Lord Skelmersdale: I have a rather more fundamental point to make. Will the Minister explain to an ignorant mind such as I possess how you can have entertainment without providing facilities? Therefore, why is sub-paragraph (3) needed at all?

Lord Carlile of Berriew: Will the Minister clarify a point that perplexes many noble Lords such as myself who are involved with small charities, often in rural areas? If I make my house and garden available to a local charity, a harpist plays to welcome people as they enter, wine is provided and perhaps a juggler turns up to entertain the children, will I and the charity now be faced with an expensive bureaucratic burden or can I carry on holding such events at my premises? Many people are asking such questions as the explanations provided for the Bill are poor as regards small charities and, indeed, some other larger organisations that we shall discuss later today.

Lord McIntosh of Haringey: We have started on Schedule 1. It is appropriate that I should comment in general terms on the way in which we approach these matters. We did, indeed, group together many amendments to Schedule 1 regardless of which noble Lord tabled them as we considered that that was exactly what would happen in practice. What I shall say now applies not only to the amendments in the group we are discussing but to many amendments in subsequent groups.

The first point to be made about Schedule 1 is that the provision of entertainment or entertainment facilities is strictly set out in the early paragraphs of the schedule. Sub-paragraph (2) of the first paragraph of Schedule 1 refers to,

    "entertainment or entertainment facilities . . . provided . . . for members of the public or a section of the public . . . for members of a club . . . and their guests, or in any case . . . for consideration and with a view to profit".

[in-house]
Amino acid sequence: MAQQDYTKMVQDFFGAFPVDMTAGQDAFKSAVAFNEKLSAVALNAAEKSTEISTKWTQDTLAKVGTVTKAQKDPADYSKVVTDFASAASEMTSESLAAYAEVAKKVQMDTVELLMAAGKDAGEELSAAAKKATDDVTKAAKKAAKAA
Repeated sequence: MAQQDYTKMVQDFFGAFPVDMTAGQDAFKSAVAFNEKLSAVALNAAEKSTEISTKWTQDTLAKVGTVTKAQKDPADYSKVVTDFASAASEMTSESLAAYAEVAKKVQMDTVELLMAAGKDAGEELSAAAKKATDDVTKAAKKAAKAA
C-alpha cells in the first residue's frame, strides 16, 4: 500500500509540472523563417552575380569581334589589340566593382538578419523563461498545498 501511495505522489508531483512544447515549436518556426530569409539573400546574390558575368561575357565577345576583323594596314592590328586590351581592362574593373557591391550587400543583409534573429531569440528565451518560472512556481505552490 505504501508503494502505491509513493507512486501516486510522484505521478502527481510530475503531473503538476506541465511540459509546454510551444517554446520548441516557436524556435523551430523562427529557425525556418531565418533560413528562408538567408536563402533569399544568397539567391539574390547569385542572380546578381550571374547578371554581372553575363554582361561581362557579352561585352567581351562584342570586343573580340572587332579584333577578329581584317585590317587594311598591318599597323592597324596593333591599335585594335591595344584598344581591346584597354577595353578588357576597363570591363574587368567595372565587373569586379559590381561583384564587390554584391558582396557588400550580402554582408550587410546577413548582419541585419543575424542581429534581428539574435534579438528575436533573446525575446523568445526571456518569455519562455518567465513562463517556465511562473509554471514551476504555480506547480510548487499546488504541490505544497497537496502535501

I believe that we shall discuss that matter further when we discuss a later amendment in the name of the noble Lord, Lord Phillips. I refer to the matter now to respond to the point made by the noble Lord, Lord Carlile.

The point here is that the facilities and the entertainment are provided as the main object of the exercise, so to speak. In other words, the horrible and

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ubiquitous muzak is not covered by the provision. There is no licensing requirement for it whether it be played in a pub, a shopping mall or, indeed, in the public street, where it is even worse.

Lord Carlile of Berriew: I must take advantage of the noble Lord's kind offer to allow me to intervene. Where does the schedule say that the main purpose of the provision of the entertainment is the music? Nothing in the schedule removes the impression that has been gained that an event will be caught by the schedule if music is provided, which is incidental to the event but furnishes some entertainment for people attending that event.

Lord McIntosh of Haringey: I shall continue with the argument as I want to refer specifically to music as, clearly, it is of particular concern. A whole series of amendments relate to music and to the differences between live music, recorded music, amplified and unamplified music and so on.